Furness Abbey near Barrow in Furness was once one of the richest Cistercian monasteries in England.
The wealth came from such things as farming, controlled fishing, production of grain and leather.
The majestic red sandstones are the remains of the lovely 12th-Century Abbey that sits in a peaceful valley.
William Wordsworth called it the ‘vale of nightshade’.
The soaring ruins soak up the grandeur of this 900-year old site.
The majestic remains of Furness Abbey once housed the flourishing community of a wealthy order.
Many of the buildings are still standing which made up the Abbey, including the Outer Court, the Church with its North and South Transept and Tower, the Cloister Court, Chapter House, the dormitory, infirmary and kitchen.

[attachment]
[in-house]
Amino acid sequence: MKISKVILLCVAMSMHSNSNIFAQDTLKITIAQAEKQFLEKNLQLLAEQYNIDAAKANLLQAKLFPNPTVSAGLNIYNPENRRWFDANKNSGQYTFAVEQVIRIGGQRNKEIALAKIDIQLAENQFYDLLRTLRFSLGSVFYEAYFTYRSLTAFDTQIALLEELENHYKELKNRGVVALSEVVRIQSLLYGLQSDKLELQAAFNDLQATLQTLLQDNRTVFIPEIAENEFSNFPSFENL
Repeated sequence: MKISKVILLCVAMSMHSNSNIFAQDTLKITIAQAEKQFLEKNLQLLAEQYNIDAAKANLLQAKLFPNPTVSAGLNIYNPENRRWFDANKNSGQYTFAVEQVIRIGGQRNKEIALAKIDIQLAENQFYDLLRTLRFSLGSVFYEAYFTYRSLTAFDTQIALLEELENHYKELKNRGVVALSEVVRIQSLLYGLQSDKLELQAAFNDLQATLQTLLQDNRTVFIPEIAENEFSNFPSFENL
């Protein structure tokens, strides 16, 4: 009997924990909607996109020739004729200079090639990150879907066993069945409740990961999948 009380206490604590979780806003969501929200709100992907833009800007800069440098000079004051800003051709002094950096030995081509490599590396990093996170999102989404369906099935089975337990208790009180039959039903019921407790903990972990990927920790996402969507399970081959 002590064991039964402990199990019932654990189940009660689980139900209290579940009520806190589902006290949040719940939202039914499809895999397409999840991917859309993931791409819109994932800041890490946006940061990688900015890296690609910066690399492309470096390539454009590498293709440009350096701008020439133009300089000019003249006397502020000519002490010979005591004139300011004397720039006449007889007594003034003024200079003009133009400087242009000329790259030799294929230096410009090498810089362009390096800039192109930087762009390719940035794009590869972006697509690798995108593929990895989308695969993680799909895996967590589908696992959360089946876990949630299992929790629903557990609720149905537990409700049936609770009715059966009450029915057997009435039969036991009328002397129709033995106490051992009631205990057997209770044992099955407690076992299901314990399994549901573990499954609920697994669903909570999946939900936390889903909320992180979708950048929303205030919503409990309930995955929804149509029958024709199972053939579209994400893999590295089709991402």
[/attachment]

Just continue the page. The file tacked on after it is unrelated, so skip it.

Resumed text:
The Abbey was founded by Count (later King) Stephen of Boulogne around c.1125.
Much of the structure is the later Cistercian, as opposed to the original Savignac.
The Abbey developed a harbour on Walney Island to promote its trade in wool and iron and built a castle at Piel for protection.
It became such a prize that the Scots raided it twice and survived until henry VIII chose it to be the first large abbey to be dissolved.
The Abbey has undergone years of restoration work to preserve the 500-year old building.
It was partly destroyed in 1537 during the English Reformation under the orders of Henry VIII.
Furness Abbey is 40 minutes away from Lothlorien by car.